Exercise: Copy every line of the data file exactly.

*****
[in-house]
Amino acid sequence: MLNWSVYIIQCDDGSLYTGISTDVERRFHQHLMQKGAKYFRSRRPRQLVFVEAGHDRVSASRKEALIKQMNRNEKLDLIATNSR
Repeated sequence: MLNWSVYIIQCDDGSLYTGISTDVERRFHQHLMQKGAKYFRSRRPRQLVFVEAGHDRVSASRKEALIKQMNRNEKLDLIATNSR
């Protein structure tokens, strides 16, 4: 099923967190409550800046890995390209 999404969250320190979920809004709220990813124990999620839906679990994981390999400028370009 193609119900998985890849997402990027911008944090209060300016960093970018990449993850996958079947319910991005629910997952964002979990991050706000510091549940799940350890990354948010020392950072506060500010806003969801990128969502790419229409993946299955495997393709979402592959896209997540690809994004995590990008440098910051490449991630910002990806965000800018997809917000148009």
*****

[in-house]
Amino acid sequence: MLNWSVYIIQCDDGSLYTGISTDVERRFHQHLMQKGAKYFRSRRPRQLVFVEAGHDRVSASRKEALIKQMNRNEKLDLIATNSR
Repeated sequence: MLNWSVYIIQCDDGSLYTGISTDVERRFHQHLMQKGAKYFRSRRPRQLVFVEAGHDRVSASRKEALIKQMNRNEKLDLIATNSR
């Protein structure tokens, strides 16, 4: 099923967190409550800046890995390209 999404969250320190979920809004709220990813124990999620839906679990994981390999400028370009 193609119900998985890849997402990027911008944090209060300016960093970018990449993850996958079947319910991005629910997952964002979990991050706000510091549940799940350890990354948010020392950072506060500010806003969801990128969502790419229409993946299955495997393709979402592959896209997540690809994004995590990008440098910051490449991630910002990806965000800018997809917000148009």